will travel*' on a first, class British
cruiser and "will be accompanied, on the
trip by his younger brother, Albert.
Prince, Edward is i a fearless rider. He
' drives, skates,' toboggans," plays cricket
and football,' and 'occasionally joins the
vllage boys on the recreation ground at
Sandringham. *When at Frogmore house.
ular: as a social diversion. It goes back
to Pythagoras,- and. certainly .the sys
tem is interesting. Take Napoleon' 1 111.
He was born In 1808, assumed ,t^e; em
pire in 1852, and lost the empire in
1860. Add 1 plus 8 plus 0 plus ;8 to
1852 . and the fateful date; 18G», re
sults. ,The Empress Eugenic was, born
in 1526. and married to , the -emperor
in 1853— the numerals jadded together
in each case, and .: then , added ' respec-'
tively to 1852, yield again, the fateful
date, ISG9. $ Corresponding dates' and
events in the: life of Louis
give as curious; prophetical results. "
-When they break' mirrors, supersti
tious folk shudder — -it Is an ill starred
omen. Here-. the 1 reason Is simple—
looking glasses have always been used
in divinations, and to break one is to
break the, means of knowing the will
of the gods. When Napoloon broke the
glass of Josephine's portrait he never
HOW PEOPLE OF THE DESERT TRAVEL
Tho Arabs and Turks' havo a queer
kind of ship, which crosses their seas
of uand.*.' 'lt hasn't sails or engines,
but four long, strong lugs. You have
guessed that It is the camel, for you
know that no other beast is called
"ship of th# desert." Each foot of the
large, hairy-necked . camel has two
toes, joined by a. cushion, of flosh,
which keeps the beast from sinking
Into the funds. -The riding camels of
the desert people are rapid travelers,
but thepatlent animals that carry the
burdens do not travel more than three
miles an hour.
When the loads of dates, figs, rich
silks and fragrant spices are packed
on the camels and all is in readiness
for the. caravan ' to- start, the camel's
muster commands his beast to kneel
upon tliti ground. Then the merchant
mounts upon tht» hump. After this
the 'camel springs upon his feet and
the atari for v long journey Is made.
Sonn'l lines there art* ait many as 200
cuiiK'l.s, all loaded with goods to sell
at a distant city. The eervunts and
camel drivers are usually dressed in
White robe*, bolted in at the waiut. On
their lieudM ' they wear turbans with
i urtainllke cloths, which they lot
down in trout of their faces to ulve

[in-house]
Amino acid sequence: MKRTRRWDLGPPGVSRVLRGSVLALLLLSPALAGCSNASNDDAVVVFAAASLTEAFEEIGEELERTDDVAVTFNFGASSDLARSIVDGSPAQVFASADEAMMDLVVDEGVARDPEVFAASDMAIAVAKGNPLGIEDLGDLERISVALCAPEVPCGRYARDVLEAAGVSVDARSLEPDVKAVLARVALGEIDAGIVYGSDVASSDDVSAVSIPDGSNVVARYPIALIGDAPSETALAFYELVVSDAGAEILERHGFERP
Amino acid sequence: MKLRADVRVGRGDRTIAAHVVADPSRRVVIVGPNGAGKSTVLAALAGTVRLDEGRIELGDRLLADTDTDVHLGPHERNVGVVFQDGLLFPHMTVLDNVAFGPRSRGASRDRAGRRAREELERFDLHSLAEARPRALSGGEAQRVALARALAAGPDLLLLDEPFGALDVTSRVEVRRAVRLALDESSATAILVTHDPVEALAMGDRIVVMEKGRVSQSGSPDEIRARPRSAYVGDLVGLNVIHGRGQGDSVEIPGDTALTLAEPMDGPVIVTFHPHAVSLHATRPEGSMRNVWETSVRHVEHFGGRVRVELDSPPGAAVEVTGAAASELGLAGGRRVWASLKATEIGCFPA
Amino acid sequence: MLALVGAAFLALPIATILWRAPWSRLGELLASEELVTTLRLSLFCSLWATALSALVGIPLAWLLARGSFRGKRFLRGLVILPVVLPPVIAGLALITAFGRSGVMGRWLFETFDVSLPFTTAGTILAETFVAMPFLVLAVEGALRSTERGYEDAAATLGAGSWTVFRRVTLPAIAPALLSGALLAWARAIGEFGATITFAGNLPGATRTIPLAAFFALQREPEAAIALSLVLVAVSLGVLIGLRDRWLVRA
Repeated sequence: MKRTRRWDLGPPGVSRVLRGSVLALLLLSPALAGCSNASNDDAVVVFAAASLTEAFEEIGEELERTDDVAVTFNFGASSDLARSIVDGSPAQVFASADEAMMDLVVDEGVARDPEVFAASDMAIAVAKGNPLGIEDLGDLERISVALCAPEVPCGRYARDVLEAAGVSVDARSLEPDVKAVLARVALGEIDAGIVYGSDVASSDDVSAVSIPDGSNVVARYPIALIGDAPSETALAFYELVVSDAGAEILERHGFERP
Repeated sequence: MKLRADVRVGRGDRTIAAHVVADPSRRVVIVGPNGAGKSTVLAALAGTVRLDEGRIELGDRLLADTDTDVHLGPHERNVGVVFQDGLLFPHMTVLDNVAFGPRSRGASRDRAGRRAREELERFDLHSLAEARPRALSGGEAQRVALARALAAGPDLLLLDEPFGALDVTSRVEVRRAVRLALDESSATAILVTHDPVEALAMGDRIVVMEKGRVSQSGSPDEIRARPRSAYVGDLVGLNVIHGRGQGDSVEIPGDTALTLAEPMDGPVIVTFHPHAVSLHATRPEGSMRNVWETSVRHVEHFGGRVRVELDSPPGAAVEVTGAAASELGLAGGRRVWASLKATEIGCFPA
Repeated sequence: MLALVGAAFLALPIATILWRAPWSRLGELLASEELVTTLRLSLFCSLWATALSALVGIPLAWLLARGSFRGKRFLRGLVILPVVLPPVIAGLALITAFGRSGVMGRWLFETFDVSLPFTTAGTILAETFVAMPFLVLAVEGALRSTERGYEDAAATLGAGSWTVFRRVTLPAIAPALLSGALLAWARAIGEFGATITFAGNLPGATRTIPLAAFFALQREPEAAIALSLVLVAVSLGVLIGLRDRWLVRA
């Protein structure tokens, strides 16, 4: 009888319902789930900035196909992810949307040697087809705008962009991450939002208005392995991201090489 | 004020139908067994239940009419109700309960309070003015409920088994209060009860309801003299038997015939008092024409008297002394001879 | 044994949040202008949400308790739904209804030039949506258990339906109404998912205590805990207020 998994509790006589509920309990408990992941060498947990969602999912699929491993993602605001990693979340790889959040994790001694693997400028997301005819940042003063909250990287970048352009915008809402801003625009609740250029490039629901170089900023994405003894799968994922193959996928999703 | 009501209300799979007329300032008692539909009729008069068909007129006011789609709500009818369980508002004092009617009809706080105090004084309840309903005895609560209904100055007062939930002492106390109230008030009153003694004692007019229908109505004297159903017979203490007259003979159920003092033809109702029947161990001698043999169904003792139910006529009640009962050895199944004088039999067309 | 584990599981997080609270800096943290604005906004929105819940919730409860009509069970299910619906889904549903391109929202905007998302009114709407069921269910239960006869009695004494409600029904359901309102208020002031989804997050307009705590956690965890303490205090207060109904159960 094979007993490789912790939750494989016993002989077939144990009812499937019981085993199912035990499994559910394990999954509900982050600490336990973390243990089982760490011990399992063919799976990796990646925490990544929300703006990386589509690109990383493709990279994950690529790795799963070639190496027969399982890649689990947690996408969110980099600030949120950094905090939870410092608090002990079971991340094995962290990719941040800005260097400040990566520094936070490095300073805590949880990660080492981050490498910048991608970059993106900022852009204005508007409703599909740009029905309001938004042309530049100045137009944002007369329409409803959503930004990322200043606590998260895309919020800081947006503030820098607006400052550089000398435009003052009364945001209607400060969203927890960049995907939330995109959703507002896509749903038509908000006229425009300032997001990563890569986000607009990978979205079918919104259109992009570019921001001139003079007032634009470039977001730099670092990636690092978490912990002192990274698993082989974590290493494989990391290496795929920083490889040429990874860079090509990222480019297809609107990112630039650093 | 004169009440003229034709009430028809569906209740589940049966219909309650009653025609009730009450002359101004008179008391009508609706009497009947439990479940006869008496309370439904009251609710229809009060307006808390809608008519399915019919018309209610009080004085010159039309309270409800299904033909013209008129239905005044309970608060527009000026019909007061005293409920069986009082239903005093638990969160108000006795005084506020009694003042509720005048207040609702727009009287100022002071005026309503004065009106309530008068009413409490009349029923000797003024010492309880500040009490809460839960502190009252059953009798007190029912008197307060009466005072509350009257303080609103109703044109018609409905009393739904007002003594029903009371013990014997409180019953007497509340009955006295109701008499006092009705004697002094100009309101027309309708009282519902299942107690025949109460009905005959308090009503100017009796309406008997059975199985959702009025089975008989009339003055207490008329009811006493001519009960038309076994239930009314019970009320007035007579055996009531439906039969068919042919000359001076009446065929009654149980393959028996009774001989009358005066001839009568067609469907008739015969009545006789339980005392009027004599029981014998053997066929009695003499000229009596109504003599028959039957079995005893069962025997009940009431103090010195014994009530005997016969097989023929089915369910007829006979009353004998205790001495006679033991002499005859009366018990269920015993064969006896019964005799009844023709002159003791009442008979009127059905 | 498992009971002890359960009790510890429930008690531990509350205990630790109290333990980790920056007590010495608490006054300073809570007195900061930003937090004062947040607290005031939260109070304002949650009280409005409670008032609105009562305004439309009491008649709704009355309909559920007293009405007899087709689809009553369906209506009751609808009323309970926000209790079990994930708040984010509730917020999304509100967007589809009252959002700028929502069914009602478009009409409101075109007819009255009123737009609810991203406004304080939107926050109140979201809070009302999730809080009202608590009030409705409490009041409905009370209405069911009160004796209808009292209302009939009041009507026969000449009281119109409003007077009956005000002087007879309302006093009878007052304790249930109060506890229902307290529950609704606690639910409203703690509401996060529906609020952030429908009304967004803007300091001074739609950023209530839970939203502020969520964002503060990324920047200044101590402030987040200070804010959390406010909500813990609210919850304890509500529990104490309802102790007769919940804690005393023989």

protection -from the cutting sand,
which 1* blown up by t lie heavy winds.
instfud of wearing heavy shoes the
desert people wear light sandals. Rich
Windsor, he and .Prince Albert often
captain the Eton college .and "St.
George's boys in matches on, .the new
cricket grounds at Windsor park.
Among- his.other accomplishments he Is
ah adept in the art of carving wood and
metal, and is a very clever carpenter. .'
In appearance he Is a typical Eng
lishman of average height, with fair
hair and bonny blue eyes. He Is to the
manner born, and is very much like his
- father in directness of speech. 'Early in
life! he seemed to -recognize to a certain
extent the responsibilities of his, sta
tion, and at the age of nine Is said to
- have announced: to General' Sir. Robert
Baden- Powell" that | when he was -king
he would make threo laws,' one prohib
iting the cutting of puppydogs' "tails,*
another making it a crime to use bear
ing reins on a horse, and [a. third abolr
Ishing all sin. On one occasion,' during
I his nursery days, he remarked i to his
nurse, "I don't thinks ' Granny' (Queen
Victoria) will' like going -to heaven."
'"But' why?" protested the nurse. "Be
cause,", replied the little ' prince, i-t"in
; heaven she'll have to walk behind, the
\u25a0angels." \u25a0.:•,./.•'.? ;i .\u25a0;:\u25a0.•\u25a0;:'\u25a0, -.: V-'. : , ; ;, :- .'\u25a0 ', :\u25a0;
, The ;,\u25a0-\u25a0 duchess V.of. of vTeck,, Prince; Ed
• ward's grandmother,", was; de
sirous Tof having her. .grandson, known
Edward, the name ;being\ ohe ; of re-
Tnown among- English' monarchs,' and
: particularly -of her .close | at 7
tachmeht ) to/ the ;\u25a0 late, : king. '\u25a0'<. "Howe ver,
In the; home 'circle : he •is affectionately
cajled "Davy,";:a. compliment '^which
. will go far \towarjl' : binding^ hlmv'drid
_ his ;; Welshmen 1 closer : ; together.' : % . The
name has ; also been a;' source \u25a0of .great
satisfaction to/ the ; English "Jews, Vwho
| have made out , '; a genealogical > chart
tracing the direct descent of the prince
rested until a; courier, i whom he dis
.. patched., at hot> haste, assured him' of
her safety, so strong was the impres
sion of her death on his mind. . '
.': Some -of us shiver. 1 when we spill' salt.
.'•\u25a0 Salt , was an ? elenieri t in the" old saef 1- .
iflcial rites of theJ Greeks, and -the Ro
\u25a0 mans— and' flour and .salt; were foffered;
to 'propitiate the: wratlr of infernal
gods; hencefno ;doubt' arose ";\u25a0 the idea
that-Ho spill the peace, offering; meant
_ bad luck. Then, again, saU was
/symbol' of;frlendship,> and if : you: upset
the salt you broke friendship's bonds.;
The old; idea was that by, thr&wlng spilt
> salt . over the; left shoulder.-one-ap
; peased the devil. 1 In Da Vinci's picture
of the l^ast Supper, Judas' is, shown
.overturning the suit, ;and this may -have
given/new life to the superstition; '
| .Horses have often, been' reported to
tremble whon near dead human bodies,
.though tho bodies >wero invisible. We